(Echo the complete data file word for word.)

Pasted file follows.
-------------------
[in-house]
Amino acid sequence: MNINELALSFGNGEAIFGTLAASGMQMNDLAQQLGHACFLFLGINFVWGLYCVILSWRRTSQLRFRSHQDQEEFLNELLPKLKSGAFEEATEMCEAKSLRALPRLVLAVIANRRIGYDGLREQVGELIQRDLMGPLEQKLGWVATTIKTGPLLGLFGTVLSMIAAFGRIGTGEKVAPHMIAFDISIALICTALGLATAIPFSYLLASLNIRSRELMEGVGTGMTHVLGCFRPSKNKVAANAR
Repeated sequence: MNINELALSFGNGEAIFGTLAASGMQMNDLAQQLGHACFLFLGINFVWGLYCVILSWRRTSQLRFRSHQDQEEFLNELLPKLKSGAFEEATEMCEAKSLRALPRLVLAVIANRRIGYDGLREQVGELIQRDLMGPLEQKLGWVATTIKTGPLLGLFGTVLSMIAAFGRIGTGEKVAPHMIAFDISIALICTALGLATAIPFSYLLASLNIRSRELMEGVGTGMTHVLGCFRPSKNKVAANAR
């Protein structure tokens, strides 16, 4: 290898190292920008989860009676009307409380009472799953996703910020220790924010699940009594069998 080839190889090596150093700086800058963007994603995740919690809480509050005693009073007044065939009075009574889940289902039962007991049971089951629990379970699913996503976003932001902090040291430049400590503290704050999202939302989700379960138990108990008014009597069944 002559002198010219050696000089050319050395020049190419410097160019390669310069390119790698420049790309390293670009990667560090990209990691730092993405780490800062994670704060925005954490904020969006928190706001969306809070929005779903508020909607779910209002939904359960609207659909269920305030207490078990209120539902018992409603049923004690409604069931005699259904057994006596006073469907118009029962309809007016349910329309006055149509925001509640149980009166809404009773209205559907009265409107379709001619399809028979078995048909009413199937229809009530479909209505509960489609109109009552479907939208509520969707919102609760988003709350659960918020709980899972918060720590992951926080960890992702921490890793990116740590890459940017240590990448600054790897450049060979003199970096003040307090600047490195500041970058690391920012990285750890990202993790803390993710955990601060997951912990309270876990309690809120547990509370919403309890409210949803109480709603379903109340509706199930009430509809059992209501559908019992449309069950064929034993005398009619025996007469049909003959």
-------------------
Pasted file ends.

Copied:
[in-house]
Amino acid sequence: MNINELALSFGNGEAIFGTLAASGMQMNDLAQQLGHACFLFLGINFVWGLYCVILSWRRTSQLRFRSHQDQEEFLNELLPKLKSGAFEEATEMCEAKSLRALPRLVLAVIANRRIGYDGLREQVGELIQRDLMGPLEQKLGWVATTIKTGPLLGLFGTVLSMIAAFGRIGTGEKVAPHMIAFDISIALICTALGLATAIPFSYLLASLNIRSRELMEGVGTGMTHVLGCFRPSKNKVAANAR
Repeated sequence: MNINELALSFGNGEAIFGTLAASGMQMNDLAQQLGHACFLFLGINFVWGLYCVILSWRRTSQLRFRSHQDQEEFLNELLPKLKSGAFEEATEMCEAKSLRALPRLVLAVIANRRIGYDGLREQVGELIQRDLMGPLEQKLGWVATTIKTGPLLGLFGTVLSMIAAFGRIGTGEKVAPHMIAFDISIALICTALGLATAIPFSYLLASLNIRSRELMEGVGTGMTHVLGCFRPSKNKVAANAR
């Protein structure tokens, strides 16, 4: 290898190292920008989860009676009307409380009472799953996703910020220790924010699940009594069998 080839190889090596150093700086800058963007994603995740919690809480509050005693009073007044065939009075009574889940289902039962007991049971089951629990379970699913996503976003932001902090040291430049400590503290704050999202939302989700379960138990108990008014009597069944 002559002198010219050696000089050319050395020049190419410097160019390669310069390119790698420049790309390293670009990667560090990209990691730092993405780490800062994670704060925005954490904020969006928190706001969306809070929005779903508020909607779910209002939904359960609207659909269920305030207490078990209120539902018992409603049923004690409604069931005699259904057994006596006073469907118009029962309809007016349910329309006055149509925001509640149980009166809404009773209205559907009265409107379709001619399809028979078995048909009413199937229809009530479909209505509960489609109109009552479907939208509520969707919102609760988003709350659960918020709980899972918060720590992951926080960890992702921490890793990116740590890459940017240590990448600054790897450049060979003199970096003040307090600047490195500041970058690391920012990285750890990202993790803390993710955990601060997951912990309270876990309690809120547990509370919403309890409210949803109480709603379903109340509706199930009430509809059992209501559908019992449309069950064929034993005398009619025996007469049909003959």